A Breath of Life in the Archives

Laboratory (? at Sudbury), Credit: Wellcome Collection

 

A young man, an assistant in the laboratory, poses for the camera. The surroundings and his attire flag a bygone era. What stories might he tell us of that time?

The photograph is undated, and the location not precisely specified [1]. The time and place can, however, be established with some certainty. The lab is part of the Serum Department of the Lister Institute of Preventive Medicine at Elstree, Hertfordshire. The year is 1903, or as near as matters, when this new establishment was unveiled to the press [2]. Another version of this image, artistically faded at the corners, appeared in a promotional pamphlet soon after [3].

In the archives of the Lister Institute, tucked away under ‘historical items’, sits a remarkable memoir [4]. Albert Riggs was 17 years old, and had been out of work for 4 weeks, when a neighbour working as a builder on the Elstree site suggested he apply for a vacancy. Riggs passed the interview and started as a lab assistant on 3 September 1903 on a weekly wage of 12 shillings. He was appointed Head Assistant at the beginning of World War I and remained an employee of the Institute for 48 years. He put down his memories in a 100-page annotated typescript illustrated with hand-drawn diagrams. Riggs’ first impressions of the Elstree Laboratories were drawn upon by the best-known history of the Lister Institute:

 

At six o’clock on a lovely August morning in 1903, I first saw the Lister Institute, or as it was then known locally “Queensberry Lodge”, and now whenever it comes to my mind, I see it as I saw it then, the lovely tree lined drive, the green fields, the trim hedges, the old house with its rustic porch in front, the stables with their eighteen horses and whistling stablemen, and the calm peace which reigned over everything. [5]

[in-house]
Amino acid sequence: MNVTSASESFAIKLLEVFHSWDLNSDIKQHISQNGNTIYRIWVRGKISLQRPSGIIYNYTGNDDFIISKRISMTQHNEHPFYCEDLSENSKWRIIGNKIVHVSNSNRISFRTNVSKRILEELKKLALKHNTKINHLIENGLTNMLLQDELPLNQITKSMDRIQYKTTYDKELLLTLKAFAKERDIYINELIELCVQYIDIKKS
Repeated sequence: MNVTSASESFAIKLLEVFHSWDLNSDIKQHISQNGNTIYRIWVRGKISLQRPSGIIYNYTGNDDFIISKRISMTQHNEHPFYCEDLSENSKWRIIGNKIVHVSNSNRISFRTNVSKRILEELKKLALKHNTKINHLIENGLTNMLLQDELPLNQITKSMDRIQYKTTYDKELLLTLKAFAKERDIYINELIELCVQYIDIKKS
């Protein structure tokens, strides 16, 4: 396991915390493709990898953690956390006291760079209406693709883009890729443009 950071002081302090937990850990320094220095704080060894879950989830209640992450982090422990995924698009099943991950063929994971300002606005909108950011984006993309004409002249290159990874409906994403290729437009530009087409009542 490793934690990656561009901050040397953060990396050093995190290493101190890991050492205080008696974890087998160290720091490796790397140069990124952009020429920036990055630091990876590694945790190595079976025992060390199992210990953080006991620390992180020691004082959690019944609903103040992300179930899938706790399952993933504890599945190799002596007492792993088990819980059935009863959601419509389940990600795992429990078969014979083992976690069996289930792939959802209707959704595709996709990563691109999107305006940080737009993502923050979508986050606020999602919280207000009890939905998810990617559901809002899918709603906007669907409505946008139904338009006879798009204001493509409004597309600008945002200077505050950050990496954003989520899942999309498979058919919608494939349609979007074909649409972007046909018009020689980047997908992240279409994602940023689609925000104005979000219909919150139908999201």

In considerable detail, Riggs describes the labs, animal houses and stables. He covers the routines involved in making a variety of serum products and the role of lab assistants immediately prior to 1914, and he offers a first-hand insight to the work of the Institute during the war when it supplied tetanus antitoxin and other antisera to the Army [6]. Most engagingly, Albert touches on aspects of his life, candidly recalls many of his colleagues, and describes – warts and all – some of the ‘characters’ under whom he worked.

With its authentic voice – a rare counterweight to the large volume of ‘official’ documents typical of institutional archives – this lab assistant’s memoir breathes life into history.

 

 

References

[1] Image of laboratory at Sudbury (?), Lister Institute, Wellcome Library Archives, SA/LIS/R.163.

[2] British Medical Journal1 [2217], 1513-15 (1903); The Lancet, 2 [4167], 120-1 (1903).

[3] A Laboratory at Queensberry Lodge, The Lister Institute of Preventive Medicine – with notes on serum therapeutics by members of the staff of the Institute, 1904, SA/LIS/P.13, facing p. 10.

[4] Albert Riggs’ Memoirs of the Lister Institute of Preventive Medicine, Elstree, Hertfordshire, c. 1951, SA/LIS/M.6.

[5] Chick, H, Hume, M. & Macfarlane, M. (1971) War on Disease: A History of the Lister Institute, London: Andre Deutsch, p. 80.

[6] Wawrzynczak, E.J. (2018) Making serum, saving soldiers: the Lister Institute during World War I, VesaliusJournal of the International Society for the History of Medicine,Vol. XXIV, No. 2, 40-48.

 

 

Edward Wawrzynczak

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